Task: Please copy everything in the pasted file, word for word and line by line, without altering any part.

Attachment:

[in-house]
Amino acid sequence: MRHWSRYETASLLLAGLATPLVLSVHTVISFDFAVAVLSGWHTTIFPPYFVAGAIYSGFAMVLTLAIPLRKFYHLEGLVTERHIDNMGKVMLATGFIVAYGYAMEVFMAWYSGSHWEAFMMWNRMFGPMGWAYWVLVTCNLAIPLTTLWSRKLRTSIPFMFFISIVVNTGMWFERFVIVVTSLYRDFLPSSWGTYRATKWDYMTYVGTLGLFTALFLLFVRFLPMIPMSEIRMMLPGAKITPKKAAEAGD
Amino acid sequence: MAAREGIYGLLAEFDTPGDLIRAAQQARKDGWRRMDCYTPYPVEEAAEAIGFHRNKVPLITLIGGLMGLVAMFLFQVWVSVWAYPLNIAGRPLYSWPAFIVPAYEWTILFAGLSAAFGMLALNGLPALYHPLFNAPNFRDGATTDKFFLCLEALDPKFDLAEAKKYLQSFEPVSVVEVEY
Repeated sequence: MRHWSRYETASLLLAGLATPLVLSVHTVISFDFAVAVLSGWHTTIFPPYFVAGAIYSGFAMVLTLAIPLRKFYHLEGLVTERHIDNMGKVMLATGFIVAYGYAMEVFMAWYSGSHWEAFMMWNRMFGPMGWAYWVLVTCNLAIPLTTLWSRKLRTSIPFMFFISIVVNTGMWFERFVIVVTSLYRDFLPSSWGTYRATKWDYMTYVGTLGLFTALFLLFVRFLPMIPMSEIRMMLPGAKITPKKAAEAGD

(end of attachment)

[in-house]
Amino acid sequence: MRHWSRYETASLLLAGLATPLVLSVHTVISFDFAVAVLSGWHTTIFPPYFVAGAIYSGFAMVLTLAIPLRKFYHLEGLVTERHIDNMGKVMLATGFIVAYGYAMEVFMAWYSGSHWEAFMMWNRMFGPMGWAYWVLVTCNLAIPLTTLWSRKLRTSIPFMFFISIVVNTGMWFERFVIVVTSLYRDFLPSSWGTYRATKWDYMTYVGTLGLFTALFLLFVRFLPMIPMSEIRMMLPGAKITPKKAAEAGD
Amino acid sequence: MAAREGIYGLLAEFDTPGDLIRAAQQARKDGWRRMDCYTPYPVEEAAEAIGFHRNKVPLITLIGGLMGLVAMFLFQVWVSVWAYPLNIAGRPLYSWPAFIVPAYEWTILFAGLSAAFGMLALNGLPALYHPLFNAPNFRDGATTDKFFLCLEALDPKFDLAEAKKYLQSFEPVSVVEVEY
Repeated sequence: MRHWSRYETASLLLAGLATPLVLSVHTVISFDFAVAVLSGWHTTIFPPYFVAGAIYSGFAMVLTLAIPLRKFYHLEGLVTERHIDNMGKVMLATGFIVAYGYAMEVFMAWYSGSHWEAFMMWNRMFGPMGWAYWVLVTCNLAIPLTTLWSRKLRTSIPFMFFISIVVNTGMWFERFVIVVTSLYRDFLPSSWGTYRATKWDYMTYVGTLGLFTALFLLFVRFLPMIPMSEIRMMLPGAKITPKKAAEAGD